I was 15 in the summer of 1962. I was spending the summer playing softball, rooting for the Cardinals, and thinking of my first year in high school at nearby McCluer High.  Paul and I had been downtown to the fair, and were walking home down Florissant Rd.  I was dressed in the white jeans popular at the time, along with a light blue shirt.  We were walking and talking playfully.  Life was good. 

I was shocked when a police car pulled up and told me to get in the car. This was the first time in my life that a police officer had approached me.  Paul kept walking, saying he’d see me later.  I was taken by the police to a girl’s house, where she took one look at me and said, “That’s Ernie Lewis, that’s not him.”  The police took me home, where I was met by my dad, who was furious with the police for having pulled me off the street.  The police officer took no offense, and said good night.   As it turned out, the girl had been raped, and I had been taken to a one-on-one show-up based upon the fact that I was walking at night dressed similarly to her rapist. 

I have been thinking of that night in 1962 as I watched the outrage unfold this week in Ferguson, Missouri, where an unarmed Michael Brown was shot by the police, who then responded to community outrage with AK-47s, tear gas, rubber bullets, and armored vehicles.

You see, Florissant Road runs right through the middle of Ferguson, Missouri.  Ferguson, and St. Louis for that matter, have always been troubled by race.  My family moved to that small suburb in North St. Louis County in 1955 after my father was asked to start a church in a trailer there.  My school served children from both Ferguson and Florissant.  St. Louis itself is split in two.  North St. Louis is mostly inhabited by African-American, most of whom moved to St. Louis to work in the auto factories in the 1950’s. South St. Louis is mostly white.  Increasingly, St. Louis City is a dough-nut hole, a hollowed out poor city surrounded by wealthy suburbs.

Both St. Louis and Ferguson have shifted demographically from majority white to majority African-American since I left there in 1965 after graduating from high school.  Efforts to unite city and county never succeeded, mostly out of racial animus and fear.  St. Louis today is one of the most highly segregated cities in the country. When I left there, my high school was the biggest in the state due to the rapid white flight filling the suburban houses of Florissant.  My school was almost all white when I was there.  Kinloch was a town next door, with streets blocked off so that no one could drive from Ferguson into Kinloch.  I could go on.  Looking back I see now that even in 1962 race infused my school, my town, my city.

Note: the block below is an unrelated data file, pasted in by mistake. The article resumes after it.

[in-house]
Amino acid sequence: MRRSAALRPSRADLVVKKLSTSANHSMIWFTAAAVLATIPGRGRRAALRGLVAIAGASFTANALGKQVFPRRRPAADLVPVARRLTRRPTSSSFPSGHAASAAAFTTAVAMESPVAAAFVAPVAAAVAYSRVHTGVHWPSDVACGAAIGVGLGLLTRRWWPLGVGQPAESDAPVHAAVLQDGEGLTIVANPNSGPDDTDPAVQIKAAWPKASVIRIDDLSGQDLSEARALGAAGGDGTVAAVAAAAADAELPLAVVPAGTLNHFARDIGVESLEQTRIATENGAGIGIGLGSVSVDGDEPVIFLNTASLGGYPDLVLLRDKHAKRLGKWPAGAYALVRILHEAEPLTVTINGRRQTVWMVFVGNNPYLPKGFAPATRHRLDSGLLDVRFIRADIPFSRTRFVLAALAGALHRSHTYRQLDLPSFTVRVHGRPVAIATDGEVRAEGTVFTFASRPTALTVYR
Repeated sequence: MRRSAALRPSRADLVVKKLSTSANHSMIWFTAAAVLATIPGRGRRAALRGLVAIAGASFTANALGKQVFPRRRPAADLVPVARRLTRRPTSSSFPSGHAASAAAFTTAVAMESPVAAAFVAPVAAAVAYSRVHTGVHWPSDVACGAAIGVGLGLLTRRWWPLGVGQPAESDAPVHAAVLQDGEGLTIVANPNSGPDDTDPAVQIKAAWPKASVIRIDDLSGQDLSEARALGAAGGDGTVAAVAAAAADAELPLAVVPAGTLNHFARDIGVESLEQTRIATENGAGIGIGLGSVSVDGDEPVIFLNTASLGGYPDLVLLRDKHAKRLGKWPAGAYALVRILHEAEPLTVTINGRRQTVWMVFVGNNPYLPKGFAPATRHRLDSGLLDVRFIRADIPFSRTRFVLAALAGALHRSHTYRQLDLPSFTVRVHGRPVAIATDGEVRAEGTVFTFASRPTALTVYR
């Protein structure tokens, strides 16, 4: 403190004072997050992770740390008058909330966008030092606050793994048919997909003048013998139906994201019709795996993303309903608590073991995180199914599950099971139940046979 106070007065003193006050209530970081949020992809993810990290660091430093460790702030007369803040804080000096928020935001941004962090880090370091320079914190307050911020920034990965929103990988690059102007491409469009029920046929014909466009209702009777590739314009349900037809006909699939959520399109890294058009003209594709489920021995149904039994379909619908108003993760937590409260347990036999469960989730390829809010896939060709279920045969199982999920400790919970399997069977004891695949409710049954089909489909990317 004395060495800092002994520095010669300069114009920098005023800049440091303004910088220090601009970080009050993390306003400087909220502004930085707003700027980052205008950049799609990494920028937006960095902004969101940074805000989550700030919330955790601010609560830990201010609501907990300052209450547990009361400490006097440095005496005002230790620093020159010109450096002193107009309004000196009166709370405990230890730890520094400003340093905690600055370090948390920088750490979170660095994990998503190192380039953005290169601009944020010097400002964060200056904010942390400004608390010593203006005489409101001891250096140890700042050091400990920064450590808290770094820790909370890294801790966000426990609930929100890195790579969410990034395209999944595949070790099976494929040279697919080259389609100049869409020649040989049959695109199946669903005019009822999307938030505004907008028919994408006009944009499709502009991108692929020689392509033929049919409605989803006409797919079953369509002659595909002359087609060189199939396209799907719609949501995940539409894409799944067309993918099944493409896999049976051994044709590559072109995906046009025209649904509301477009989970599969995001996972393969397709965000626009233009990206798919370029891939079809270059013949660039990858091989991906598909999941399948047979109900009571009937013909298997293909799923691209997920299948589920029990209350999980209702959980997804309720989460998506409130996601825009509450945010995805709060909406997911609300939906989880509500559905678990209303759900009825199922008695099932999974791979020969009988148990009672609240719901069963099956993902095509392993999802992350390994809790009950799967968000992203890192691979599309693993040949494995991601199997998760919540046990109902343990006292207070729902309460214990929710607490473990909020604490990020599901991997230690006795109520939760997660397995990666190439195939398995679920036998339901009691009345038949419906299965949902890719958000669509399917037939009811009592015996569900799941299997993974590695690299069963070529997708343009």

What I didn’t know then, but know now, is that the world was changing in 1962.  The American apartheid was in the process of ending almost a century after the end of the Civil War.  One year before, the Freedom Riders had been burned out of one bus, beaten in two cities, and ultimately imprisoned in Parchman Prison in Mississippi.  The summer after I was stopped Medgar Evers was murdered in front of his home in Jackson, Mississippi, the March on Washington inspired the nation, and the 16th Street  Baptist church in Birmingham was bombed and 4 little girls were murdered.  The following year was Mississippi Summer, with the murders of Goodman, Cheney, and Schwerner, killed while trying to register African-Americans to vote. 

Ferguson continued to change after 1962.  It changed demographically, shifting from all white to majority African-American.  Its police force, however, remained virtually all white.  More recently, they received grants allowing them to dress their officers like Special Forces in Iraq.  They acquired armored vehicles.  Somewhere along the line, their police became afraid of their citizens.  And eventually, a young man with his arms raised in the air was gunned down and a community went up in flames. 

I walked home one hot night in the summer of 1962 and was stopped by police.  I was white in a white town.  I knew little of life in the country around me.  My life did not end that night.  I was not wrongfully accused, much less shot with my arms in the air.  My father was able to express his outrage to the police, who apologized rather than firing rubber bullets.  I came away grateful that the process seemed to work for me.

Michael Brown too walked on the streets of Ferguson one hot summer day.  He was stopped by white police officers and was shot to death in broad daylight with his hands allegedly in the air. 

I am saddened by the young man that I was walking home at night so long ago.  And I weep for the young man who never reached his grandmother’s house, and the community I left behind that failed to outgrow hatred and fear.